None of the keyboard-less UMPCs have really taken off, despite being available for several years now. Even when handed one for free, it’s still tough to decide whether to take it along on a given outing or not—usually, a real laptop wins.

Situations where an UMPC form factor is ideal are fairly narrow in scope; and deciding between taking a UMPC and taking a regular laptop can feel like splitting hairs. Throw in their high cost and UMPCs are still a niche option.

Tablet PCs, on the other hand, come in convertible, slate, and UMPC models, and are beginning to infiltrate the ultraportable market. The convertibles have screens that swivel around and fold flat over the keyboard, turning the whole thing into a kind of computerized notebook, complete with a stylus. Slate tablets eschew the keyboard entirely and are permanently in this notebook mode. UMPCs have very small (often 7 inch) screens and usually weigh just one pound—they’re about as small as you get before heading into cell phone territory.

Finally, some UMPCs today come with keyboards, but that still doesn’t guarantee a successful design. The HTC Shift, the Samsung Q1 Ultra, and the Fujitsu LifeBook U810 all have significant compromises when compared with a regular laptop PC.

The Q1 Ultra costs over $1,000 and has tiny, BlackBerry-style keys split around both sides of the screen. The HTC Shift has a dual-boot setup, plenty of wireless connectivity, and a convertible tablet design—but at $1,500, it’s an oddball effort with too many operational quirks. The Fujitsu LifeBook U810 weighs just 1.5 pounds, but it sports a very cramped keyboard and a tiny 5.6-inch screen that belies its $1,000 price point.

The rise of Linux

If UMPCs missed the boat, ASUS certainly hasn’t. Their popular Eee PC has essentially opened the door for that elusive of all tech goals, the Linux-powered consumer PC.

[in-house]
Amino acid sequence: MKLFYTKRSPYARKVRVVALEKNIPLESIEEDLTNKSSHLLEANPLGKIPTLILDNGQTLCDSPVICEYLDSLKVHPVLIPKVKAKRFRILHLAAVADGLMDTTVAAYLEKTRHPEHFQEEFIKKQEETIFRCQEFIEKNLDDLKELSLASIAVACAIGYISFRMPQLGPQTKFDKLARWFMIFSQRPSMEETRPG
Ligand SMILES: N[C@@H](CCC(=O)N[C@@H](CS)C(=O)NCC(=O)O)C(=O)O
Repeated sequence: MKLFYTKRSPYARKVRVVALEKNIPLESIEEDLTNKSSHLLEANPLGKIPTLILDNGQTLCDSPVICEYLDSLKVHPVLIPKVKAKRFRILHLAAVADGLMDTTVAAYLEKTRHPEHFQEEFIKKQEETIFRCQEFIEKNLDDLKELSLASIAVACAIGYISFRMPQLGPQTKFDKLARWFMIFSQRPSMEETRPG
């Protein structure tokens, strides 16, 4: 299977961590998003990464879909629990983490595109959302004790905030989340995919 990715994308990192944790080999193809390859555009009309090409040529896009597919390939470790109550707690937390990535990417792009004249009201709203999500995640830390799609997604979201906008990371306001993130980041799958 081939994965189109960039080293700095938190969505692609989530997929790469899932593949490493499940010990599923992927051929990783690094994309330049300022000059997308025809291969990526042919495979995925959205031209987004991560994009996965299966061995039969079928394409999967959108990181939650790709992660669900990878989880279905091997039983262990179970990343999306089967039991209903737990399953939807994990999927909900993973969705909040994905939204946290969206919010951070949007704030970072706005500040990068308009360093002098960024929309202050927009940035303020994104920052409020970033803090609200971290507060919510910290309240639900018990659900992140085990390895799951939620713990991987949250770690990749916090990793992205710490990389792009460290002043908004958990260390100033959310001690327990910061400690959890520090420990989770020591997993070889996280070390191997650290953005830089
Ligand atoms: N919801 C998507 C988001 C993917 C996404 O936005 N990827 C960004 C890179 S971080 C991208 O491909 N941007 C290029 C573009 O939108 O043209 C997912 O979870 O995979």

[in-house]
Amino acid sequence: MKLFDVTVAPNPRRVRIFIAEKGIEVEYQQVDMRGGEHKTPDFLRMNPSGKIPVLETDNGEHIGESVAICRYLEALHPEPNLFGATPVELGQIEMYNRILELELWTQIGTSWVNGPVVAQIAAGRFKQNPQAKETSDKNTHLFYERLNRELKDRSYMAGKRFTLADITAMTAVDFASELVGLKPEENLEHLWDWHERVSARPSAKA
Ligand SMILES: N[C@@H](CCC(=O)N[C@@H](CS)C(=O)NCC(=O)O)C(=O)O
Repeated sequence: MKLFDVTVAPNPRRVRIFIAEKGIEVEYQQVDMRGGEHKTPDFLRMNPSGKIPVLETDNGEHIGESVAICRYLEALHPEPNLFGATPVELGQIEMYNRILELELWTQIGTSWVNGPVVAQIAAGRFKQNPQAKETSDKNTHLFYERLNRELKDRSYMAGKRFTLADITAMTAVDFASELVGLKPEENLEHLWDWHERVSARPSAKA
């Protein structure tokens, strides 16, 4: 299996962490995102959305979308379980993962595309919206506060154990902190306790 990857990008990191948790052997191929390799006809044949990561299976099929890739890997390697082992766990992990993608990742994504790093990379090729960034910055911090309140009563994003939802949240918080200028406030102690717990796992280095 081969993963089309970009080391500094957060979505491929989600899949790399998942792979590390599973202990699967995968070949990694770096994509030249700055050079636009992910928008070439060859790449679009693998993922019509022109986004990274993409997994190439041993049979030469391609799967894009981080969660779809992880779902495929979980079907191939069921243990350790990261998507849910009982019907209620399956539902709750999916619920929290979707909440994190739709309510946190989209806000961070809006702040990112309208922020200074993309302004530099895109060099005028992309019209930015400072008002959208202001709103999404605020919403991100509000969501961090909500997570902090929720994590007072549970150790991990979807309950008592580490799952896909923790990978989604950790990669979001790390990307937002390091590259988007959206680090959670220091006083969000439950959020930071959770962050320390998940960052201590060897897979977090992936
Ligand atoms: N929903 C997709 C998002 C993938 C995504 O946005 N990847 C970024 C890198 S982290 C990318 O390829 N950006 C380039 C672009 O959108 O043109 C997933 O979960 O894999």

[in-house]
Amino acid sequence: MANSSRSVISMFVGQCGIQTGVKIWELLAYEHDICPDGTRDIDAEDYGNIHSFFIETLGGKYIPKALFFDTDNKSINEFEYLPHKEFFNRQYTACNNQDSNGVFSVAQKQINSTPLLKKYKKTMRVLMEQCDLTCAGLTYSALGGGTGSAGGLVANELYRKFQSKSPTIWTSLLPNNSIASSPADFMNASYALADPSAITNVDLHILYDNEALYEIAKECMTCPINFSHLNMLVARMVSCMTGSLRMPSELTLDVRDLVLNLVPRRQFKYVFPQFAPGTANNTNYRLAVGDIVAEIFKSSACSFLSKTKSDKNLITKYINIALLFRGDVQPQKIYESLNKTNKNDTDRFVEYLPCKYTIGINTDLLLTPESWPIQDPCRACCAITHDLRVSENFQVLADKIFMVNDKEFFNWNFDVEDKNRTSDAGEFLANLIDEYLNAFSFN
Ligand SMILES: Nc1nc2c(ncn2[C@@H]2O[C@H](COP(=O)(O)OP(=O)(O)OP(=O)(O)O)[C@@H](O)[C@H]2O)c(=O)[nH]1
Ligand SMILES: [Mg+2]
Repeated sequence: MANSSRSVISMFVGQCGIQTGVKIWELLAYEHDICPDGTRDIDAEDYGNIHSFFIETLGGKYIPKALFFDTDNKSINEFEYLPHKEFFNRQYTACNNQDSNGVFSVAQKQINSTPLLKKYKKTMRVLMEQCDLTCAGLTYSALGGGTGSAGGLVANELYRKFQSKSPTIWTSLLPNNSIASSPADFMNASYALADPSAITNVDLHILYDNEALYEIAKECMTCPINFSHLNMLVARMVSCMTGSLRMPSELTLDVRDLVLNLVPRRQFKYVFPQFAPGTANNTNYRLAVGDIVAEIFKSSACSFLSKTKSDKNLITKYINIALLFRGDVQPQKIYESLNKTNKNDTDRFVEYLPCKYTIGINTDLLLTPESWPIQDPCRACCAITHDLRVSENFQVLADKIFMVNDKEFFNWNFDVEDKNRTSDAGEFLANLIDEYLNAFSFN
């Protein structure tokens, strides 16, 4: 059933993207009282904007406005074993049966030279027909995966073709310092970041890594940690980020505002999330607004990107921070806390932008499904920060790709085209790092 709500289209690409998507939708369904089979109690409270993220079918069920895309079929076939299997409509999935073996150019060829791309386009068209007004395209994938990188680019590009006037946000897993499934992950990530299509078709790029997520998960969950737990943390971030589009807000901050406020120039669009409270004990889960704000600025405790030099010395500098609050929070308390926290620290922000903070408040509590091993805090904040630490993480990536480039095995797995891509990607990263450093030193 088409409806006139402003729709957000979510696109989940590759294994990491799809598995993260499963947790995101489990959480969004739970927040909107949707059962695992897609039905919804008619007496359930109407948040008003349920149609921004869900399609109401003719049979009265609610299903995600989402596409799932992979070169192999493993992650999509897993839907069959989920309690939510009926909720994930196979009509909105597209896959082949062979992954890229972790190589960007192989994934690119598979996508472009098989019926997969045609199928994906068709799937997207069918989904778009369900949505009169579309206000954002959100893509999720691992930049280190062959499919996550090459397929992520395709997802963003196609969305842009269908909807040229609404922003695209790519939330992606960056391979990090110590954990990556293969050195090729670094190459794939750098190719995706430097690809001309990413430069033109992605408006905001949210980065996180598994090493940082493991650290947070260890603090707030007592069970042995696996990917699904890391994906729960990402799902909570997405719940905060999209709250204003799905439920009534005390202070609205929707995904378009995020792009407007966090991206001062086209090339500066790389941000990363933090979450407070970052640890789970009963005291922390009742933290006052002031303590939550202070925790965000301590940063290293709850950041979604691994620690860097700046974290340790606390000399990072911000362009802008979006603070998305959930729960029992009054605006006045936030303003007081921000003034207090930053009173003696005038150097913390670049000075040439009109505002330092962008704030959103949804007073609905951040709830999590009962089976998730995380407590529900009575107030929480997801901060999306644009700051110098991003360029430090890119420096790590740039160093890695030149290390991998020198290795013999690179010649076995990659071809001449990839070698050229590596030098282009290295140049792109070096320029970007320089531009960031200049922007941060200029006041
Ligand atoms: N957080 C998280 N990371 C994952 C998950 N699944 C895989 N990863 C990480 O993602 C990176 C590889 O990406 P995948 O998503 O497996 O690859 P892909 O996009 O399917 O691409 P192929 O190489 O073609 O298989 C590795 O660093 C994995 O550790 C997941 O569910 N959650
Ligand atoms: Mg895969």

Linux has emerged as the ideal OS for low-power, tiny laptops in the $400 price range—an idea first credited to the One-Laptop-Per-Child project, but given weight with the introduction of the Asus Eee PC, and the general trend toward cloud computing.

This class of ultraportable may start under $400, but that doesn’t necessarily mean they’re all cheaply made. One look at the HP 2133 Mini-Note’s sharply drawn, brushed aluminum housing will dispel that notion. But these machines have less-than-full-size QWERTY keyboards, tiny screens in the 7- to 9-inch range, and often, flash memory for hard disks (which restricts total storage to just 4GB or 8GB in some configurations).

ASUS has since rolled out more robust versions of their Eee PC, including the 10-inch 1000 and the 9-inch 901, both available with 20GB of encrypted storage as well as a choice of Windows or Linux platforms. And Acer joined the fray with its Aspire One, a $399 model with a comprehensive array of ports, two memory card slots, and an Intel Atom processor.

Ultraportables will likely always remain a “second PC.” But the reason may no longer be price, or even limited computing power. Instead, it will just be that they’re too small and cramped for comfortable use over prolonged periods. On the other hand, when it comes to slogging through an airport with several bags of luggage, or keeping a laptop ready at all times for moments of inspiration, it’s tough to beat one that weighs less than three (or even two) pounds and takes up so little space.